As the UK finally appears to be on the point of finding its post-pandemic “new normal”, businesses will have to figure out how to make the most of any office space they keep. Aside from the usual stacks of paperwork, food (and drink) will play a very important role in this.
Why healthy eating matters to employers
You are what you eat. It’s a cliche but it’s true. Employees who eat well tend to be healthier. As a result, they have fewer days off sick. What’s more, they tend to be more productive when they’re in the office. This is partly because they tend to have better energy levels and partly because they’re less distracted by feeling blue.
Understandably, healthier staff tend to be happier staff. This makes them less likely to succumb to mental health issues such as anxiety, stress and depression. It also means that they are more likely to spread positive vibes around the office rather than lowering the overall mood.
Promoting healthy eating
It’s clearly very much in an employer’s best interests to encourage their staff to eat healthily. The key word in that sentence, however, is “encourage”. Your employees are adults, you cannot force them to eat anything they do not want to eat. Similarly, you cannot force them to stop eating anything they do want to eat.
You can, however, place limits on what can and can’t be eaten at desks. In theory, you could try banning people from eating anything at their desk. In practice, this is likely to be met with major resistance. It’s also likely to go against the age-old management principle of never creating a rule you can’t easily enforce.
A more reasonable option would be to ban all hot food at desks and to encourage people to take all meal breaks in a break area. Of course, in the real world, that’s only going to happen if people feel that they can take time away from their desks. This means that, as an employer, it’s down to you to make sure they have enough time to do their tasks without using their lunch break.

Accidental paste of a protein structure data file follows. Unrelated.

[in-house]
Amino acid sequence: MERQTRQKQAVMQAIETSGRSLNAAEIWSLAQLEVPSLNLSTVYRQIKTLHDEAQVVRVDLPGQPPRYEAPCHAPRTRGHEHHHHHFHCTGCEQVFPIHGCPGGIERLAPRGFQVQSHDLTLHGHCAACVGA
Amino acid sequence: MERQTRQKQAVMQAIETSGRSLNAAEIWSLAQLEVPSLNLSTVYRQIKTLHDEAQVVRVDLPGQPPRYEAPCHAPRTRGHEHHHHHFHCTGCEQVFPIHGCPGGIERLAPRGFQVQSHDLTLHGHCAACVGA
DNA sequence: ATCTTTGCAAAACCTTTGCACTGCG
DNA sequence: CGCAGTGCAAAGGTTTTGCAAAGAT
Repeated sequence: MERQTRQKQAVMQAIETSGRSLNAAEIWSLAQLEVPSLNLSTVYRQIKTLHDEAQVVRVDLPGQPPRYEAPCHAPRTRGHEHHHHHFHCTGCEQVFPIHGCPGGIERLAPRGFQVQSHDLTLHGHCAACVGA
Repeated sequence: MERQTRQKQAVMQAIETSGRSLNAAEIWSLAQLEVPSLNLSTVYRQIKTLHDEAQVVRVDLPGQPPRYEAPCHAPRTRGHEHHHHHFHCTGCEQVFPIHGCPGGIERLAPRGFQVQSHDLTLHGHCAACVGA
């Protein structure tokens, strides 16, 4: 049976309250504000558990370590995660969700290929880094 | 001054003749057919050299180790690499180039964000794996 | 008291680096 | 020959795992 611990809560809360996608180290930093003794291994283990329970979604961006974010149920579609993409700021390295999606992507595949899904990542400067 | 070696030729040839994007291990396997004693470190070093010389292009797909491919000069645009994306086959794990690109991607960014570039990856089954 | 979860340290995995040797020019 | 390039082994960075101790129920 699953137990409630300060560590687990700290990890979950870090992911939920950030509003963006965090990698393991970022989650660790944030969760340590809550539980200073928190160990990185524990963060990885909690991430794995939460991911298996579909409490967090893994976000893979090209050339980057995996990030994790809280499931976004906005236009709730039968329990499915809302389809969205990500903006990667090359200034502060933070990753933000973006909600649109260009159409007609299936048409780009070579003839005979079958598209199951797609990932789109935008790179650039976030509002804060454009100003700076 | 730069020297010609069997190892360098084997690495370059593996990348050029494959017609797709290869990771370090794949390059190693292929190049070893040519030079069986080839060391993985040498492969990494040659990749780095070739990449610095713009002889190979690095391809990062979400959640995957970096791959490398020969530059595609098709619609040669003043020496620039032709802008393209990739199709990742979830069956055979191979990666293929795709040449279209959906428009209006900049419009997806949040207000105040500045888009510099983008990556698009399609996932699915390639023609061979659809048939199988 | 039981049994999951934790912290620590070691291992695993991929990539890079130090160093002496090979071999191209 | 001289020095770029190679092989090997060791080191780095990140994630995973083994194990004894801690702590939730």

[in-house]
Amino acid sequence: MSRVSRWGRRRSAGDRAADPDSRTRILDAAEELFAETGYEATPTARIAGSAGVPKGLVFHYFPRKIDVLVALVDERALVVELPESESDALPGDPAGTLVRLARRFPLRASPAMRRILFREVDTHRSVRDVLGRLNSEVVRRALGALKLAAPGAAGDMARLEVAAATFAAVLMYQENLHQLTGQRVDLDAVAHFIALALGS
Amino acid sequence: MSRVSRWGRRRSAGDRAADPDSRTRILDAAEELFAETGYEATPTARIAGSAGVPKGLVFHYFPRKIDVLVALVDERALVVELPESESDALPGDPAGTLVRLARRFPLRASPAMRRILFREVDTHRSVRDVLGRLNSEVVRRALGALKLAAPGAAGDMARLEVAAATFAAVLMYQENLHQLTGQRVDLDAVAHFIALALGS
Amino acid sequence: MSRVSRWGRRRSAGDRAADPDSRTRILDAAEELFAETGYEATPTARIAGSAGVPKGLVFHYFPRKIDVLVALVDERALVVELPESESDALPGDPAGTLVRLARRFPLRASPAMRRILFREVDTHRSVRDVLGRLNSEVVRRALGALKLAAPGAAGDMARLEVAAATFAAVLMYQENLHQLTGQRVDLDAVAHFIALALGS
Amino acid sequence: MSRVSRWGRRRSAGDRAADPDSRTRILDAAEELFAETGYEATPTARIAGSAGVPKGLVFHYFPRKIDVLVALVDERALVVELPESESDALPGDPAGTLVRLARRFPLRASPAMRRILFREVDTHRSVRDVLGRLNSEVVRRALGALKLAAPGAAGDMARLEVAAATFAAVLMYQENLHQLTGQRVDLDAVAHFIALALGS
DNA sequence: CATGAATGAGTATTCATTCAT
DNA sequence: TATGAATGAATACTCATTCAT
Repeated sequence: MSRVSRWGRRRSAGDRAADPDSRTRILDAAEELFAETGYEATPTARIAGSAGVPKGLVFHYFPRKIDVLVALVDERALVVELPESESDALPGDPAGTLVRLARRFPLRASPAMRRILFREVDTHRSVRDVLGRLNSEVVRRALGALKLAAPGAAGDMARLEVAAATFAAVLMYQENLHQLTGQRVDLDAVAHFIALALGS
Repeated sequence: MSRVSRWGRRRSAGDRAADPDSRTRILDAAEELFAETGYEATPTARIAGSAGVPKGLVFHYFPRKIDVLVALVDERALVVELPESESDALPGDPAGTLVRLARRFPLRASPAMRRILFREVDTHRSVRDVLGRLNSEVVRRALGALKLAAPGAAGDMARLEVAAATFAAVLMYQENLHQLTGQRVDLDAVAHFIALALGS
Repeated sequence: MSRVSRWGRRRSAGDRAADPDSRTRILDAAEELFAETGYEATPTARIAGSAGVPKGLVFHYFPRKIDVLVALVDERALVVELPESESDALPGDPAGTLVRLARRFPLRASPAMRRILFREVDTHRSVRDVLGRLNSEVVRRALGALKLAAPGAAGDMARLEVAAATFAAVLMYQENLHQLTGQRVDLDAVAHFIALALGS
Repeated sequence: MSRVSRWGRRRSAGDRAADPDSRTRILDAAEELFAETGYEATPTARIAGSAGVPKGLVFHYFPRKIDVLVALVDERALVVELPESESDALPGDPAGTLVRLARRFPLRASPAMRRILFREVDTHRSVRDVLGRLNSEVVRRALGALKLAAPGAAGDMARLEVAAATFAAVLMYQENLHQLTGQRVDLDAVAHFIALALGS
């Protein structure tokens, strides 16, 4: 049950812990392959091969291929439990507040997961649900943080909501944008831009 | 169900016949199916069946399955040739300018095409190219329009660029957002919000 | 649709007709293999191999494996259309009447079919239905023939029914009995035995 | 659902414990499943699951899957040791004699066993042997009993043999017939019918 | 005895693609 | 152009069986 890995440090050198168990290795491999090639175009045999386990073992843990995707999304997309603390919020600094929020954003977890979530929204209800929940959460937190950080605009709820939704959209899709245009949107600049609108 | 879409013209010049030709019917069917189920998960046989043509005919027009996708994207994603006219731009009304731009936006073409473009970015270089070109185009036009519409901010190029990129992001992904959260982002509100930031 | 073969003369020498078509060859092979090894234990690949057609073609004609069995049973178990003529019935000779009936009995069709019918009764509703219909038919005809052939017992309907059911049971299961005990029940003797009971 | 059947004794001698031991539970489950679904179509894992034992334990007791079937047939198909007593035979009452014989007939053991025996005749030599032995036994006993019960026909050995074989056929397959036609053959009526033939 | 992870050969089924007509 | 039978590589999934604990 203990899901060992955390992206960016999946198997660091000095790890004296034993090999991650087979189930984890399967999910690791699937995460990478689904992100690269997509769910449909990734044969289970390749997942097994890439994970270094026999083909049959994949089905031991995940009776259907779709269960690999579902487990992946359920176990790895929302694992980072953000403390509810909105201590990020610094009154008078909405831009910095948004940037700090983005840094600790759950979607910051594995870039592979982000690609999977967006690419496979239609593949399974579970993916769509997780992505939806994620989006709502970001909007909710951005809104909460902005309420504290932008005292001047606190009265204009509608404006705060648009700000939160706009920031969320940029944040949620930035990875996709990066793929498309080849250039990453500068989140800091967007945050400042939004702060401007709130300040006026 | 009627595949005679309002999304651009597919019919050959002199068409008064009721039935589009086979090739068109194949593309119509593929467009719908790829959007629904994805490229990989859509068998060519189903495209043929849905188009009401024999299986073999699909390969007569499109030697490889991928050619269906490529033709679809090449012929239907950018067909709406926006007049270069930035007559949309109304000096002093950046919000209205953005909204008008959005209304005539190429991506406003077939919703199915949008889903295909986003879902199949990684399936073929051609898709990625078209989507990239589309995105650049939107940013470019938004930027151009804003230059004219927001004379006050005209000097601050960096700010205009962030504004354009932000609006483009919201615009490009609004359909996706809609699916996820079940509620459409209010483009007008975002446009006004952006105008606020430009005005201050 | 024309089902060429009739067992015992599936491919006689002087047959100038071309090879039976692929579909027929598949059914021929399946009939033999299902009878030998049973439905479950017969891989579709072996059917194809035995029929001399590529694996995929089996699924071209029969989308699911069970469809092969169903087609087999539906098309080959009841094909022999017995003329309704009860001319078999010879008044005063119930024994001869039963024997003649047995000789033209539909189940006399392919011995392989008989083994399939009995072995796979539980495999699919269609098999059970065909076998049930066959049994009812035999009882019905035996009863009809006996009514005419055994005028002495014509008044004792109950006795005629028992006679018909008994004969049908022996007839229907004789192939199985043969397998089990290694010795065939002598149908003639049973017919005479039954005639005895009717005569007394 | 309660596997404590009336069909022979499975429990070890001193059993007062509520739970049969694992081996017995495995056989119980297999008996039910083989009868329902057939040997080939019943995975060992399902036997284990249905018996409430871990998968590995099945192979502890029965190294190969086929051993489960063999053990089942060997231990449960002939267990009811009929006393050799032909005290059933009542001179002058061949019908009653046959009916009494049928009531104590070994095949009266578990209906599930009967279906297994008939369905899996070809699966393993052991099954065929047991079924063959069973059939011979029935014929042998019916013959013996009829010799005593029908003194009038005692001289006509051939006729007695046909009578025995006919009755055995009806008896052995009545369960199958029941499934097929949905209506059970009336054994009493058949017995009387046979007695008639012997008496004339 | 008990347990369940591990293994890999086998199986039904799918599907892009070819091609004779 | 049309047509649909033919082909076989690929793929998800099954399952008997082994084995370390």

You can also use your position to promote the importance of healthy eating and give tips on how to do it. Remember, however, that your pitch has to be about the benefits to your employees not the benefits to you. It also has to be phrased in a positive manner. For example, make sure you avoid anything which could possibly be interpreted as “body shaming”.
Making healthy eating easy
The golden rule of influence is to make it easy for people to do whatever it is that you want them to do. At a minimum, stop encouraging unhealthy eating. For example, stop offering unhealthy foods as treats or rewards. Instead, offer healthy alternatives. Ideally, look for options which are presented attractively (think fruit bouquets) so they look more appealing.
Similarly, try to eliminate, or at least limit, the amount of unhealthy food sold on the premises. For example, if the office vending machine is currently packed with crisps, chocolate, sweets and fizzy drinks, try switching these for healthier options.
If you don’t have a vending machine, there are some brilliant alternatives that can provide staff with healthy snacks and drinks to keep them going throughout the day.
If you’re going to have a mixture of healthy and unhealthy options, try using the old retail trick of putting the healthy options at eye level. All retailers know that “eye level is buy level”. You might also want to consider offering them at cost price but charging a mark-up on the unhealthy options.
On a similar note, healthy eating also means healthy drinking. Try to encourage your staff to hydrate with healthy options like clean water rather than with caffeine and “energy drinks”.
Jamie-Leigh James is the Marketing Executive at Cema Vending are specialists vending machine suppliers and have been for over 15 years. Cema Vending are the place to go for businesses looking for a range of stylish, modern snack, water and coffee vending machines.